understanding statistics

i dunno about you, but i barely do. (*^_^*)

if you’re like me, and you want to understand statistics better, have a look at emil kirkegaard’s understanding statistics page!

it’s a work in progress, but what he’s got there so far is really cool!

email says he’s got one planned for regression to the mean. any suggestions for other concepts?
_____

(p.s. – i am slowly working on my response to kevin macdonald. will try to get that up over the weekend, fingers crossed. buiyt nort whoile i’n tyyypoing. (~_^) )

(note: comments do not require an email. correlation≠causation)

14 Comments

  1. HBD Chick, Kevin Macdonald’s comments were so long that if i were you i would respond in a series of brief posts, rather than trying to respond to the whole thing at once:

    HBD chick responds to Kevin Macdonald part 1

    HBD chick responds to Kevin Macdonald part 2

    HBD chick responds to Kevin Macdonald part 3

    HBD chick responds to Kevin Macdonald part 4

    And you could discuss other topics in between these posts for variety

    Reply

  2. I have no idea who Kevin MacDonald is, what he wrote, or why you would need to respond to him. I have found that it is simply better to ignore most people on the internet, especially leftists. I only reply to people who seem to be genuinely interested in the truth, or for the edification of the audience. My guess is that whatever you write, it will only be read by people who read your blog. Most of us have no idea who this Kevin fellow is.

    Reply

  3. “Och, tell him you’re a Campbell and he can just piss off.”

    A few years ago I sent DNA into 23andme. As well as the analysis that 23andme gives you they also give you the raw data so you can send it to other places to be analyzed. I sent it to several places as well as to a professor named McDonald (an American) who kindly analyzed data for free. Around the time I sent mine I think he got a bit swamped . He did run my data through his program and sent back results saying it was 100% English, but also sent out emails telling people he was now more interested in getting more exotic DNA from native South Americans or something and asking people of strictly European decent to stop sending in DNA.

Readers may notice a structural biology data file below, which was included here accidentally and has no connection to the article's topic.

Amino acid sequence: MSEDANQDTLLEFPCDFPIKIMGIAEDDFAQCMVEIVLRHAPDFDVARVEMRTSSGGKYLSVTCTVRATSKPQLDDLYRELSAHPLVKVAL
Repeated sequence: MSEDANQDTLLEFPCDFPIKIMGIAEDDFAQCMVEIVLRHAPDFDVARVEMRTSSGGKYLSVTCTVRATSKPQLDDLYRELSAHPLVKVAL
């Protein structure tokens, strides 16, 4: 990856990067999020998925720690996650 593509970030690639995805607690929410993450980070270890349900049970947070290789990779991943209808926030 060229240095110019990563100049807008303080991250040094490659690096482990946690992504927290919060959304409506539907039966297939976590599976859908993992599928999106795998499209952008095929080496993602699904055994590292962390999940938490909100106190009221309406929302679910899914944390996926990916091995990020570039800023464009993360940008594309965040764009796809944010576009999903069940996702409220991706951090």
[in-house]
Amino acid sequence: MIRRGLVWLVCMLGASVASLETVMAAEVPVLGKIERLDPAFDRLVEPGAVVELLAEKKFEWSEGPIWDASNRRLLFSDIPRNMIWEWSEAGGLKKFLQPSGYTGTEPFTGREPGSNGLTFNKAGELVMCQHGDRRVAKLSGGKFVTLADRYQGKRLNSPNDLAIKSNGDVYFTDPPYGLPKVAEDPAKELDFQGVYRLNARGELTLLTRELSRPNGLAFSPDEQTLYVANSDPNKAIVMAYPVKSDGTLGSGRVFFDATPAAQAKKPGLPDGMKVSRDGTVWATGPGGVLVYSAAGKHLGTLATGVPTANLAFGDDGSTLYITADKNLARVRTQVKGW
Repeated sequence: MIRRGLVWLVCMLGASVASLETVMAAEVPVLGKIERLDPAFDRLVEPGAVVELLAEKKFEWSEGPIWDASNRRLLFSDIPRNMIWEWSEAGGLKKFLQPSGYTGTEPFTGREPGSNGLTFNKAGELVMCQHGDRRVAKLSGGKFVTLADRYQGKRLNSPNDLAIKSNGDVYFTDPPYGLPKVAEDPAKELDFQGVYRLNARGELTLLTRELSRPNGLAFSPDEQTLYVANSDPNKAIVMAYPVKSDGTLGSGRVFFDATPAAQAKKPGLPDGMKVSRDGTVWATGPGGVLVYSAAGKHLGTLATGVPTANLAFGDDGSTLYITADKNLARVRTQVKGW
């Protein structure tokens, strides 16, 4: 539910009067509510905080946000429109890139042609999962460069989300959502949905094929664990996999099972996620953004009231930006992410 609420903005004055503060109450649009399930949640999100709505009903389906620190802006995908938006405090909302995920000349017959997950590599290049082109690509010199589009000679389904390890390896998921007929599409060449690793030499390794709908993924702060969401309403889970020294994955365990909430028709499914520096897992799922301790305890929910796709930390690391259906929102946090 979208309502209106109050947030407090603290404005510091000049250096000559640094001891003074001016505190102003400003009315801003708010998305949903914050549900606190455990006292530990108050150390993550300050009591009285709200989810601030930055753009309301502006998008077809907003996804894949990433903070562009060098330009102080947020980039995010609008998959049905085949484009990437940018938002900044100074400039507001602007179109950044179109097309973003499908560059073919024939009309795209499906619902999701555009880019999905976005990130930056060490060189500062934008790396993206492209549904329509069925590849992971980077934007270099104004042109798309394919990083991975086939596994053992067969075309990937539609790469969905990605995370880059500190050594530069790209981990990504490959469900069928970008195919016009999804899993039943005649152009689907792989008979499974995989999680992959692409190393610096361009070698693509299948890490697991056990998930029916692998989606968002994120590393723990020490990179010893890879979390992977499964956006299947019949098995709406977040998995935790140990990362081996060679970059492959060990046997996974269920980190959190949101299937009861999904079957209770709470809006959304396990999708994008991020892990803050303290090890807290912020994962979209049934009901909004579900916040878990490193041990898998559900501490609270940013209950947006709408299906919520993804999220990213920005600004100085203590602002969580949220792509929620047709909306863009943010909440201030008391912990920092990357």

I did send him one more email asking if by English he meant to include Scotland. He wrote back that he meant to include England , Scotland, Wales and Ireland. He just lumped them all in and called them English.

    Somewhere in the Highlands his McDonald ancestors are spinning in their graves. :-)

    Reply

  4. I have found that it is simply better to ignore most people on the internet, especially leftists.

    I wouldn’t necessarily consider Kevin MacDonald a leftist, unless you consider whites an oppressed group.

    Reply

  5. I think it would be an interesting visualization to show how multivariate regression (or correlation) influences bivariate relationships. That is, suppose X and Y are tightly correlated. But once you do a multivariate analysis with X, Y, and Z, the relationship between X and Y no longer holds.

    It might also be cool to look at the relationship between number of variables measured, number of individuals measured (sample size), and false-positive rate. If you measure a large number of variables on a small sample of individuals, you are likely to get a false-positive in at least one of those variables being significant (at some designated alpha level).

    Reply